Whatever the shortcomings of Sidewalks of New York, it is worth a look, particularly by fans of Buster Keaton who may know his silent greats but have never experienced his early sound pictures. It also stars Anita Page, a popular ingenue who appeared in one of the studio's first musicals, The Broadway Melody (1929), and played second-fiddle to Joan Crawford in a series of films about the romantic foibles of modern young women. It also features Cliff Edwards, also known as "Ukulele Ike," a popular vaudeville entertainer who made a successful transition to movies in the early talkies, thanks to his high, melodious voice, which he leant to the first rendition of "Singin' in the Rain" in The Hollywood Revue of 1929 (1929). Audiences may recognize him most as the voice behind Jiminy Cricket in the Disney animated feature Pinocchio (1940), warbling the Oscar®-winning tune "When You Wish Upon a Star."
Directors: Zion Myers, Jules White
Producer: Lawrence Weingarten
Screenplay: George Landy and Paul Girard Smith (story), Robert E. Hopkins and Eric Hatch (dialogue), and Willard Mack (uncredited)
Cinematography: Leonard Smith
Editing: Charles Hochberg
Art Direction: Cedric Gibbons
Original Music: Domenico Savino (uncredited)
Cast: Buster Keaton (Harmon), Anita Page (Margie), Cliff Edwards (Poggle), Frank Rowan (Butch), Norman Phillips, Jr. (Clipper).
by Rob Nixon
Sidewalks of New York (1931) - Sidewalks of New York
Buster Keaton's most commercially successful film to date -- to his chagrin, since he made it under protest at MGM's insistence and felt that the studio would feel justified in ignoring his artistic opinions in the future.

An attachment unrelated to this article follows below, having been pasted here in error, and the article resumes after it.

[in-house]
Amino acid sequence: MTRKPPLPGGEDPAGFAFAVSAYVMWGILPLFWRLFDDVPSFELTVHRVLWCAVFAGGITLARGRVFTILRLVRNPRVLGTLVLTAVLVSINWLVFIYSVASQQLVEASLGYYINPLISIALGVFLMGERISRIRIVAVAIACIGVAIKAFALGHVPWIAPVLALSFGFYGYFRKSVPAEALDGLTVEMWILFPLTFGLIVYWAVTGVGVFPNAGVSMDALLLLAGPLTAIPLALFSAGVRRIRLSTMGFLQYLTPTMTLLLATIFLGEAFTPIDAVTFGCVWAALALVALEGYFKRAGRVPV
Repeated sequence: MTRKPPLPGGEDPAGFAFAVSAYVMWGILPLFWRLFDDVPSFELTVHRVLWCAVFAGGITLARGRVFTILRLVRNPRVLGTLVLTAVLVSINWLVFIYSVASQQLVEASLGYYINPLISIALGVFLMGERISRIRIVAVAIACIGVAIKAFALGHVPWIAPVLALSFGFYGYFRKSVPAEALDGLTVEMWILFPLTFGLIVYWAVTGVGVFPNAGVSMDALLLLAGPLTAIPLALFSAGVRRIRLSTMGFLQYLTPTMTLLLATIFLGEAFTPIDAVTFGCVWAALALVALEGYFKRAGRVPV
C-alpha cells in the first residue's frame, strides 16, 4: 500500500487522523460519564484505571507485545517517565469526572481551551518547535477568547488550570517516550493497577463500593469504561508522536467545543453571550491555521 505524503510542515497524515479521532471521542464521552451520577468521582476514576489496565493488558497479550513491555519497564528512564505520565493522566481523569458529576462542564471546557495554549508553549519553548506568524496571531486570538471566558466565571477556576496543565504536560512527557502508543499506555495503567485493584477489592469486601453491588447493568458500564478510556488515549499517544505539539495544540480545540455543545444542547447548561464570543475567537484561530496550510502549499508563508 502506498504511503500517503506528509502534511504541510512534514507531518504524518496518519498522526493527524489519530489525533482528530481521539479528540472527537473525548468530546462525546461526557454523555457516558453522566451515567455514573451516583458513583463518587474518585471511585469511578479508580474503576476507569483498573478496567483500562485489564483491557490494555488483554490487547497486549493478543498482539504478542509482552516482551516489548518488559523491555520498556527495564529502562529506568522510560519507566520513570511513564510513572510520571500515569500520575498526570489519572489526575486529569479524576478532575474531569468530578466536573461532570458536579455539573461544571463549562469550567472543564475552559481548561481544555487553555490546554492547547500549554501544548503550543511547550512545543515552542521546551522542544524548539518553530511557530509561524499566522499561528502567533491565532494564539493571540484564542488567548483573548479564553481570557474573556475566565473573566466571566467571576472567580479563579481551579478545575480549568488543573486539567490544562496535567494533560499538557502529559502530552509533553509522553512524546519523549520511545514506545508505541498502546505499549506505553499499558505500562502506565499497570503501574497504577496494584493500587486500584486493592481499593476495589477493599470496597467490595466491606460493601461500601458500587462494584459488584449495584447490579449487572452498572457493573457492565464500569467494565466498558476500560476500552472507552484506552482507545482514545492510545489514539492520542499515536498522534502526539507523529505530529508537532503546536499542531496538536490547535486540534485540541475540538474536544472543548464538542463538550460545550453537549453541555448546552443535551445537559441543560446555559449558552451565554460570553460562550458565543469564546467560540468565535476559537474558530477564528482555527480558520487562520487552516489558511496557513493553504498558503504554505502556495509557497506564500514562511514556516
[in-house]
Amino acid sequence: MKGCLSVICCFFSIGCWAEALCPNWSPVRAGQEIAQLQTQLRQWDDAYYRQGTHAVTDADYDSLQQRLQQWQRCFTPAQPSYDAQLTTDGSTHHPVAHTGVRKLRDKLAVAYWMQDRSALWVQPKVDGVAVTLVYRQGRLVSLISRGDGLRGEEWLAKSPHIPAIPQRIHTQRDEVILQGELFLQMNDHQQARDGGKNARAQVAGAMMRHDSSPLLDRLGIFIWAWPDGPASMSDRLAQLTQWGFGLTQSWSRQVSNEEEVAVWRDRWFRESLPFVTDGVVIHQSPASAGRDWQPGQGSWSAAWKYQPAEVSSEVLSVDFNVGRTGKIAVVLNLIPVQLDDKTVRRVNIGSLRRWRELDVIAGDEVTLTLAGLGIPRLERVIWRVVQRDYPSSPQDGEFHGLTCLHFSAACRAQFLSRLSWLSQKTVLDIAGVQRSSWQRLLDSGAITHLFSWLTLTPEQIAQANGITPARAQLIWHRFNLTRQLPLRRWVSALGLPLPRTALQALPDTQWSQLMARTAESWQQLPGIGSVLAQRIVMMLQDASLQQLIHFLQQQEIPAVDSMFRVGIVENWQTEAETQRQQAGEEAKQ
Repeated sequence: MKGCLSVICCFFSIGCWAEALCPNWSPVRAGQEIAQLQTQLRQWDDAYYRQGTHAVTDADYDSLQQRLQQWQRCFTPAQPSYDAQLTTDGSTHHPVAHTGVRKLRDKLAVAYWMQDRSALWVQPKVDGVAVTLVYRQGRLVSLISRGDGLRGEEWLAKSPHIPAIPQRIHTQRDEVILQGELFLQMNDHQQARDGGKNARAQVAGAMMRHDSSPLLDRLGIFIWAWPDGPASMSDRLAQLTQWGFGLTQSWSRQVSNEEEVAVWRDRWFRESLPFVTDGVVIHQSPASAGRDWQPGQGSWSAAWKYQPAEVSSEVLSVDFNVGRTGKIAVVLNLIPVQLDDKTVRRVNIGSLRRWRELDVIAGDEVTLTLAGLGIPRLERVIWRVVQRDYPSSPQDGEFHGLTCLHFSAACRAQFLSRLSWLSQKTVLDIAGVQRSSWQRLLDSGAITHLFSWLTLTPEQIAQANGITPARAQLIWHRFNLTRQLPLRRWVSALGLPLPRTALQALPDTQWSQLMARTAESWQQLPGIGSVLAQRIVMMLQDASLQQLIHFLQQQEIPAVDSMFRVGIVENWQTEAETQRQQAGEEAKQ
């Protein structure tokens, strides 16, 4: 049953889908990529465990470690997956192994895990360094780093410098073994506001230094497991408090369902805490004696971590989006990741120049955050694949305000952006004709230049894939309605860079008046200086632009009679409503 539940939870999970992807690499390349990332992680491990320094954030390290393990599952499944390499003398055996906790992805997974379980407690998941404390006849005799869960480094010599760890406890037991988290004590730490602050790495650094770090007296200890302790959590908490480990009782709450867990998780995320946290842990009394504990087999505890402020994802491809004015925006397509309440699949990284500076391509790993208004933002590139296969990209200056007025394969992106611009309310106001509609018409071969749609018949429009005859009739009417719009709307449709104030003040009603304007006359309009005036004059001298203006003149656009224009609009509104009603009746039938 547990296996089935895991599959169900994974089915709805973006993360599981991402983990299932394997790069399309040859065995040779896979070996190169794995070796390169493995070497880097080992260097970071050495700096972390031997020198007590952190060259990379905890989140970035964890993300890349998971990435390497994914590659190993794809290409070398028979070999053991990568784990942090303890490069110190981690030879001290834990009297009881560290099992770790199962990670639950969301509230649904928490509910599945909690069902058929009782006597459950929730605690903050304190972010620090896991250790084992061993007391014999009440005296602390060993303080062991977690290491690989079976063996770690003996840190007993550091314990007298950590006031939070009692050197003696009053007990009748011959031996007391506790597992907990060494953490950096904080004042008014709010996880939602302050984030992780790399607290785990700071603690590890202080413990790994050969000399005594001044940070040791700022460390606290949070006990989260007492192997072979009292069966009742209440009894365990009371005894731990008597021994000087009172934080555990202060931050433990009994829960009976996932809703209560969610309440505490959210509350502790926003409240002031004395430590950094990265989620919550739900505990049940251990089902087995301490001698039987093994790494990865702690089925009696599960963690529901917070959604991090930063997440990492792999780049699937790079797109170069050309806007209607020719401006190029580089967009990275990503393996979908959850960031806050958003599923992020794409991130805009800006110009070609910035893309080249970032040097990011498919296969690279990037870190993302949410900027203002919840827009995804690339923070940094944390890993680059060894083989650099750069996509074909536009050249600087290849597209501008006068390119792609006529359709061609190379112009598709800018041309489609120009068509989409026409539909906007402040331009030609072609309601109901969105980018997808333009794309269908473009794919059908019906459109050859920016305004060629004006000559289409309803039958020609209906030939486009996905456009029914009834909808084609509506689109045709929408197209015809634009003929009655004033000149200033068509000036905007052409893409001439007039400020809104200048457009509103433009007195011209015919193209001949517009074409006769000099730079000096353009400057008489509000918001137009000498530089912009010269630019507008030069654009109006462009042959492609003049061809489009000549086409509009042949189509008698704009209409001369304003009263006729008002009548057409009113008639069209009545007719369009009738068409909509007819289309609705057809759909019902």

According to the Hollywood Reporter review, Willard Mack was listed as the dialoguer of this film, along with Robert E. Hopkins, and Basil Wrangell was listed as the editor, along with Charles Hochberg (whose name the review incorrectly spelled as Hockberg). According to a contemporary Hollywood Reporter news item, actor Norman Phillips, Jr. performed on the same M-G-M sound stage on which his father, vaudeville actor Norman Phillips, Sr., collapsed and died five months earlier. According to modern sources, the film was made at a cost of $276,000. Modern sources also note that M-G-M assigned directors Jules White and Zion Myers, known primarily for their work on talking dog shorts, instead of Edward Sedgwick, who directed Keaton's previous pictures. Keaton apparently disliked this film, and is quoted as saying "I knew before the camera was put up for the first scene that it was practically impossible to get a good motion picture."